Webb to GOP: Don’t destroy the U.S. economy in order to save it

Mr. President, I would like to express my support for the Majority Leader’s plan to raise the debt ceiling and reduce the deficit. Our nation, as we all know, faces a looming crisis.

The markets have already warned us. Businesses are already postponing investments. We know the consequences of inaction; they are predictable: Borrowing costs for businesses and individuals will escalate. Interest payments on the debt will grow, and already anemic job growth will decline. Our nation will run the risk of another financial catastrophe and possibly a return to recession. As Chairman Bernanke recently stated, the outcome would be “calamitous.”

Many Americans are struggling. Far too many remain out of work. They cannot be asked to absorb the shockwaves of yet another failure to act. It is time for both sides and both chambers to find common ground.

Reasonable and responsible editorials from across the country have endorsed the Majority Leader’s proposal. Well-meaning people on all sides have shown genuine concern. Most all of us share those concerns about the implications of not acting.

There are in the other party some individuals who view themselves as revolutionaries in the best sense of the word. They appear less concerned with the here and now than with where they want to take the country in the future. We all understand that the two are connected and that looking to the future is vital to the country. The question, though, is the harm that might be caused by precipitous action.

Columnist George Will wrote a column a few days ago likening the Tea Party movement of today to the beginning of the Goldwater-Reagan conservative era–that the Goldwater movement of 1964, even though it did not bring Senator Goldwater to the Presidency, was the first step toward the conservative revolution that culminated in Ronald Reagan’s election in 1980.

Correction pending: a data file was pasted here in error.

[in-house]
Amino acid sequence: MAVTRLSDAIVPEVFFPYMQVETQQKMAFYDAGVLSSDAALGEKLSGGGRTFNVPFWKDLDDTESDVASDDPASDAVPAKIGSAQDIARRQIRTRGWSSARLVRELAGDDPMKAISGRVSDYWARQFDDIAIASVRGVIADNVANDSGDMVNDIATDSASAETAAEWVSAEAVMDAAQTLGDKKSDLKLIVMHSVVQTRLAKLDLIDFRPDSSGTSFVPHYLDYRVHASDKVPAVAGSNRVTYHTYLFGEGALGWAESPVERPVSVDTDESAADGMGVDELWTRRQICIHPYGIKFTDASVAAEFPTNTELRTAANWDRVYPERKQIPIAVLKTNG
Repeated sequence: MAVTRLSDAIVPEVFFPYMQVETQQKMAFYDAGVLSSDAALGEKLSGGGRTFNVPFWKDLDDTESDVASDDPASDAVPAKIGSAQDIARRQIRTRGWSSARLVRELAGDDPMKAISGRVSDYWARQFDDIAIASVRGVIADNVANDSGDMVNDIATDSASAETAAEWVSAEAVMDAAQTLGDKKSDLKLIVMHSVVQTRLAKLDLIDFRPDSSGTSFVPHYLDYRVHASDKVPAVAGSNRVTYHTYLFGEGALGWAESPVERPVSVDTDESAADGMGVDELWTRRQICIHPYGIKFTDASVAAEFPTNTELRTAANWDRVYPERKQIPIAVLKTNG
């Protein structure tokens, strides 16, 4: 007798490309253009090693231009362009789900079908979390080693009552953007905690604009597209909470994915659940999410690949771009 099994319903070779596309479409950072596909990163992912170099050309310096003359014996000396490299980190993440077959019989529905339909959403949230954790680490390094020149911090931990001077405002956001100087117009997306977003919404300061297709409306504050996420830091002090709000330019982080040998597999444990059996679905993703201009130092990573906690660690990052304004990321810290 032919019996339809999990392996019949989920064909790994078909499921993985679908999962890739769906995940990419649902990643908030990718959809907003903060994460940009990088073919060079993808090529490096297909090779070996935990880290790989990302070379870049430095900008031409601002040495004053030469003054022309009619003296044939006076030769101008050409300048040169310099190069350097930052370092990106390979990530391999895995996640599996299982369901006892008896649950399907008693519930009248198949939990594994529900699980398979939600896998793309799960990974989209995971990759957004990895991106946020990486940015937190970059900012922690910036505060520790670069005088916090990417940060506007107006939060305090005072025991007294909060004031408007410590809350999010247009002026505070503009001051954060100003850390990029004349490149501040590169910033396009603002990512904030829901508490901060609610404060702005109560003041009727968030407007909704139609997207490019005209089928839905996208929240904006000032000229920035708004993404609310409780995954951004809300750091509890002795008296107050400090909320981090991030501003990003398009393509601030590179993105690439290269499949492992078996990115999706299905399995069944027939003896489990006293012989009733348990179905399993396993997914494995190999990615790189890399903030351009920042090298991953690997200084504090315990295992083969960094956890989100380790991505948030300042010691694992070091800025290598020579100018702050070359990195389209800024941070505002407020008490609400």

Mr. Will wrote, and I am going to quote a couple of sentences, “The Tea Party, the most welcome political development since the Goldwater insurgency in 1964, lacks only the patience necessary when America lacks the consensus required to propel fundamental change.”

Mr. Will goes on to say, “If Washington’s trajectory could be turned as quickly as Tea Partiers wish, their movement would not be as necessary as it is.”

Those are Mr. Will’s words; that is Mr. Will’s considered opinion. That may be so, and it may not be so, but the first rule of good governance is to do no harm. That doesn’t mean we shouldn’t make cuts. That doesn’t mean we shouldn’t look toward some of the directions that the debate has taken us. But it means be careful when you are dealing with the fragility of national policy at a time like this. Some things sound better in a speech to a room full of activists than they actually are in the reality of how you govern and the practicality of how you actually bring about change where change is needed.

Senator Goldwater did not attempt to torpedo the economy in order to get his way. Ronald Reagan, in whose administration I proudly served, raised the national debt eighteen times—more than any other president.

I fought in Vietnam as an infantry Marine. I am very proud of that. Those of us who did fight in Vietnam all remember the regretful quote of one infantry officer who lamented that during one battle he had to call in heavy artillery and airstrikes on a populated village, that he had to “destroy a village in order to save it.”

I do not think the Republicans, who are using this issue as a lever to bring about their view of radical change, want to look back at a fractured economic recovery, a downgraded credit rating for the world’s number one economy, a citizenry that has become more angry and less capable of predicting its own financial future, and then say, as if all of this were not predictable, that they destroyed the American economy in order to save it.

Jim Webb is a United States senator. The preceding remarks were taken from a speech made by Webb on the Senate floor on July 27, 2011.



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